back to the Eurescom home page



mess@ge home

Table of contents
of the current issue

Selected Highlights
Mobile applica-
tions - More
than a hype


Apple's App
store and


A platform for
portable apps -
Open source
initiative BONDI


Mobile Web applications -
The approach
of Research in


Challenges for
mobile applica-
tions - Strategic considerations by eMobility


Cloud computing

Europe needs to act now


Ádám Kapovits

Ádám Kapovits

There seems to be a general agreement that cloud computing will have a sweeping impact across the IT sector. Cloud computing has clear economic advantages and a number of cloud computing services are already available. However, there are major, non-technical obstacles that need to be overcome, at least in Europe, before cloud computing can really take off. 

There seem to be no major hurdles blocking the way of cloud computing from a technical perspective. The real issues lie elsewhere. Regulatory aspects seem to be much more critical for the market development of cloud computing, particularly if you look at aspects like openness, interoperability, and data portability. Users of cloud computing services should be able to seamlessly move from one provider to another, as their business interests dictate, or as they wish, but basic standards are missing to support this free market situation and avoid lock-in.

Another key concerns regarding cloud computing is trust. Protection and security of private data and information should be ensured, even if these data are stored somewhere in the cloud. It remains to be seen, how justified some of the privacy and security concerns are, but nevertheless, they should be addressed.

Shortcomings of the EU legal framework

Both business as well as private users have their privacy and security concerns regarding cloud computing services, but many cloud applications target the consumers. In general, the EU data protection directive and e-privacy directive provide a legal framework for cloud computing. These directives were conceived some time ago, but were kept intentionally general, thus they remain applicable to cloud computing. However, the mapping between cloud services and the relevant rules in the directives is quite ambiguous. There are some common cases in which the directives fail to provide a clear guidance, and thus leave it to the interpretation of the court, in case of a dispute. One such critical aspect is whether the cloud service provider can be considered as a so-called controller or a processor. This distinction is very important as the responsibilities of the controller and processor are different. Following the example of the SWIFT case, the court might deem the provider to be a “joint” controller.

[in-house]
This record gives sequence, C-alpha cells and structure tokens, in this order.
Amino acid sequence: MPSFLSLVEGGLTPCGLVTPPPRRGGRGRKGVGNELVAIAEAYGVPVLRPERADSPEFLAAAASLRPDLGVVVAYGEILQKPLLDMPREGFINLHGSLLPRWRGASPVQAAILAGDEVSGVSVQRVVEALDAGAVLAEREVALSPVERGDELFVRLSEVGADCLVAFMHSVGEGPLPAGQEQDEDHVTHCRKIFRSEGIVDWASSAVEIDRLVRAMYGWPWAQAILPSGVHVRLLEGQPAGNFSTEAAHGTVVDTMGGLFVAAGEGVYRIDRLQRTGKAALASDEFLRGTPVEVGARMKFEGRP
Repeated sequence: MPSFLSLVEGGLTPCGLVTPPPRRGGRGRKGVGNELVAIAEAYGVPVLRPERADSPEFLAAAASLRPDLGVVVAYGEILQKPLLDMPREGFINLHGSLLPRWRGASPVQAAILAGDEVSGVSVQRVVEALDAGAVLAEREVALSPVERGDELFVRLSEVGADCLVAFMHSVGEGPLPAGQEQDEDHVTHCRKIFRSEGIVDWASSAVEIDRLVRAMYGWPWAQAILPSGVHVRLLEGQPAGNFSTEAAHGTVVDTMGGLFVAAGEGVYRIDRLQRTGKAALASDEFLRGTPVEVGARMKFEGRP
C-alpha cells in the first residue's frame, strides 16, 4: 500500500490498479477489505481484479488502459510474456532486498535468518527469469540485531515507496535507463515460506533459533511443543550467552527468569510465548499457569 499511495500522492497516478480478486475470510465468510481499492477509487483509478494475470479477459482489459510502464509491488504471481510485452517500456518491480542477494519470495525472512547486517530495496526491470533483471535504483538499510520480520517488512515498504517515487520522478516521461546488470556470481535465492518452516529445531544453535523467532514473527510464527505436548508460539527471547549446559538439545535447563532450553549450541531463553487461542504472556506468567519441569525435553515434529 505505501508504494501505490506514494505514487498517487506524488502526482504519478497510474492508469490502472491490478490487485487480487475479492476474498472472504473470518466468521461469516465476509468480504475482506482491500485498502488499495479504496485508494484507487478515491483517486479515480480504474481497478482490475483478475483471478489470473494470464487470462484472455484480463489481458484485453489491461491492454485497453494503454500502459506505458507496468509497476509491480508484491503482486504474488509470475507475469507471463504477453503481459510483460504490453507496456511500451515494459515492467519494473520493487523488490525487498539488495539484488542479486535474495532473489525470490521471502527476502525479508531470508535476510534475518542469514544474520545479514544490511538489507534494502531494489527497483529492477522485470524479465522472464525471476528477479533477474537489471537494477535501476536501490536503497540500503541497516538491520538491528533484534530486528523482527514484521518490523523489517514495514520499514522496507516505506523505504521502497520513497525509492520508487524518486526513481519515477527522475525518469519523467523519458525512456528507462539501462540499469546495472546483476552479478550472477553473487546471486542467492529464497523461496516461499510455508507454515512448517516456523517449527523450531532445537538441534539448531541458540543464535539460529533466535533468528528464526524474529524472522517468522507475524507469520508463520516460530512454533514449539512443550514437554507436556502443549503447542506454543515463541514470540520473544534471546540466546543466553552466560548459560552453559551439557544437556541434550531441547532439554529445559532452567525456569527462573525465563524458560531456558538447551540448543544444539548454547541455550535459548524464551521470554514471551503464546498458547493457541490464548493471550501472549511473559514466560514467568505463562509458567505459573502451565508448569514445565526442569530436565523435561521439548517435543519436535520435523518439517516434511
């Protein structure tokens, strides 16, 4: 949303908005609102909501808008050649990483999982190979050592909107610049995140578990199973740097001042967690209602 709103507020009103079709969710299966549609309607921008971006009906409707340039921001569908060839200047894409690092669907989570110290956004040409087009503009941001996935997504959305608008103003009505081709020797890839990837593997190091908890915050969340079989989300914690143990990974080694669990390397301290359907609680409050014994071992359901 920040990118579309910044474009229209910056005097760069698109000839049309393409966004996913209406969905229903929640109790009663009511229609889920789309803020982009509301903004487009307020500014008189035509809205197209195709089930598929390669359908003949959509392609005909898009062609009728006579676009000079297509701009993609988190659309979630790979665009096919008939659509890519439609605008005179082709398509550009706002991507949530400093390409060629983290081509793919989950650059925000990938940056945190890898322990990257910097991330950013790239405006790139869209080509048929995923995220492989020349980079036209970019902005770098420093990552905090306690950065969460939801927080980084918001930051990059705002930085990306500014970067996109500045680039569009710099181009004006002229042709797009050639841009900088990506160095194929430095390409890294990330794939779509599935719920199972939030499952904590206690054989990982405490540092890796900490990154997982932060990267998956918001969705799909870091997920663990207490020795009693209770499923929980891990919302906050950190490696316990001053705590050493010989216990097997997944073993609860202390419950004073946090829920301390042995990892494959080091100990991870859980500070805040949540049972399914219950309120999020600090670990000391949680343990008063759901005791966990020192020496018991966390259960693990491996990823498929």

Another critical situation arises, when the user of the cloud service is an individual, and uses the cloud service for private purposes. In such a very common case even the applicability of the directive is questionable, as individuals cannot be controllers. Thus, the responsibilities of the provider are unclear – a situation which is likely to leave the consumer to the mercy of the provider.

A third critical case is, if the cloud provider targets services to the EU but does not use equipment within the EU, and is not established within EU. 


The challenges that cloud computing presents from a legal perspective are not new. Similar challenges have been present since the Internet began. However, cloud computing seems to amplify some of the risks. The good thing is that people close to policy makers are aware, or at least are becoming increasingly aware of these challenges.

There is likely no single magic solution but a combination of solutions to address all the gaps and challenges, and quite some work is needed to assemble a full array of them. In addition, solutions may be part of broader attempt to solve other, wider problems.

Solutions may come at different levels. Some issues could be dealt with by technology, for instance Privacy by Design, which takes into account data protection when designing cloud computing services. Some issues could be solved through the interpretation and guidance given by the Courts.

Finally, the regulatory gaps and issues could be addressed within the current review process of the existing Data Protection Directive, by adjusting the criteria for applicability, and potentially creating a new hybrid category of data controller/processor with clear obligations.

Whatever we do in Europe to create a favourable environment for cloud computing – we need to act now. Cloud computing is a huge business opportunity for Europe. We should not miss it due to inadequate regulation.

Please send us your comments on this article.